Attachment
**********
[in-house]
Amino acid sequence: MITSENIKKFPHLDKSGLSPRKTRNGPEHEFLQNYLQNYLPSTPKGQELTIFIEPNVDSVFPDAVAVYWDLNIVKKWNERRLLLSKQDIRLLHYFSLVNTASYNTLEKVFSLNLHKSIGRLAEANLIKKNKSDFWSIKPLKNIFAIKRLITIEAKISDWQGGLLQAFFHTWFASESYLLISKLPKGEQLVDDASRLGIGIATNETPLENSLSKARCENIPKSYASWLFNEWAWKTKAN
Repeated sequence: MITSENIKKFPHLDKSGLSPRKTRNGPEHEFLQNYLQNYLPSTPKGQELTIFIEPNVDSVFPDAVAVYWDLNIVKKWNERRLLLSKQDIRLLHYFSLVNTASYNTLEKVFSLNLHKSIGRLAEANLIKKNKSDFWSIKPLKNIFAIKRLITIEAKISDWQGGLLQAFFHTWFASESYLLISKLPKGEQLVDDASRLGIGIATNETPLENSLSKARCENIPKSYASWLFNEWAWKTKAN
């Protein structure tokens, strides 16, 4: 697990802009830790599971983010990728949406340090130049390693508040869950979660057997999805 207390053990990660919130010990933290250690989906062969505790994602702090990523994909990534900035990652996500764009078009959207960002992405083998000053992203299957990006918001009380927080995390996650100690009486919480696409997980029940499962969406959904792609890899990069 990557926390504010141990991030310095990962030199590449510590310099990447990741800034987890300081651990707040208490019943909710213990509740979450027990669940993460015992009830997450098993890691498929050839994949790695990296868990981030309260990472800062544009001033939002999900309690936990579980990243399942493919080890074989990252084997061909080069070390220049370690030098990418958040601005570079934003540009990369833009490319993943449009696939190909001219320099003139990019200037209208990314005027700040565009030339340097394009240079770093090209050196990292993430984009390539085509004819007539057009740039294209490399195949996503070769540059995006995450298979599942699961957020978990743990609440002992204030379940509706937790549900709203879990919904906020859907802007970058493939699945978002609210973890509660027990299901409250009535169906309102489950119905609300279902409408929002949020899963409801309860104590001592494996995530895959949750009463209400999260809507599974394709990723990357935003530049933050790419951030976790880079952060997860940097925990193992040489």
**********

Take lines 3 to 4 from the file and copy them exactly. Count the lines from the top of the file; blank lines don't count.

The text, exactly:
Repeated sequence: MITSENIKKFPHLDKSGLSPRKTRNGPEHEFLQNYLQNYLPSTPKGQELTIFIEPNVDSVFPDAVAVYWDLNIVKKWNERRLLLSKQDIRLLHYFSLVNTASYNTLEKVFSLNLHKSIGRLAEANLIKKNKSDFWSIKPLKNIFAIKRLITIEAKISDWQGGLLQAFFHTWFASESYLLISKLPKGEQLVDDASRLGIGIATNETPLENSLSKARCENIPKSYASWLFNEWAWKTKAN
């Protein structure tokens, strides 16, 4: 697990802009830790599971983010990728949406340090130049390693508040869950979660057997999805 207390053990990660919130010990933290250690989906062969505790994602702090990523994909990534900035990652996500764009078009959207960002992405083998000053992203299957990006918001009380927080995390996650100690009486919480696409997980029940499962969406959904792609890899990069 990557926390504010141990991030310095990962030199590449510590310099990447990741800034987890300081651990707040208490019943909710213990509740979450027990669940993460015992009830997450098993890691498929050839994949790695990296868990981030309260990472800062544009001033939002999900309690936990579980990243399942493919080890074989990252084997061909080069070390220049370690030098990418958040601005570079934003540009990369833009490319993943449009696939190909001219320099003139990019200037209208990314005027700040565009030339340097394009240079770093090209050196990292993430984009390539085509004819007539057009740039294209490399195949996503070769540059995006995450298979599942699961957020978990743990609440002992204030379940509706937790549900709203879990919904906020859907802007970058493939699945978002609210973890509660027990299901409250009535169906309102489950119905609300279902409408929002949020899963409801309860104590001592494996995530895959949750009463209400999260809507599974394709990723990357935003530049933050790419951030976790880079952060997860940097925990193992040489």